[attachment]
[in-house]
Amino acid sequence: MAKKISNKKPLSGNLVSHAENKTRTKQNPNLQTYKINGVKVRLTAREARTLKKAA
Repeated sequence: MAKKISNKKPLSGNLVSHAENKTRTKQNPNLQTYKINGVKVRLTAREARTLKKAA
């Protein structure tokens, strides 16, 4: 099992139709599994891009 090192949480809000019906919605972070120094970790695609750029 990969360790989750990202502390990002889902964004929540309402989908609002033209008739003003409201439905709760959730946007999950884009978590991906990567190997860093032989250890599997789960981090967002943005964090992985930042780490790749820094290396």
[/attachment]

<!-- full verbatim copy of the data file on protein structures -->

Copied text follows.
[in-house]
Amino acid sequence: MAKKISNKKPLSGNLVSHAENKTRTKQNPNLQTYKINGVKVRLTAREARTLKKAA
Repeated sequence: MAKKISNKKPLSGNLVSHAENKTRTKQNPNLQTYKINGVKVRLTAREARTLKKAA
């Protein structure tokens, strides 16, 4: 099992139709599994891009 090192949480809000019906919605972070120094970790695609750029 990969360790989750990202502390990002889902964004929540309402989908609002033209008739003003409201439905709760959730946007999950884009978590991906990567190997860093032989250890599997789960981090967002943005964090992985930042780490790749820094290396």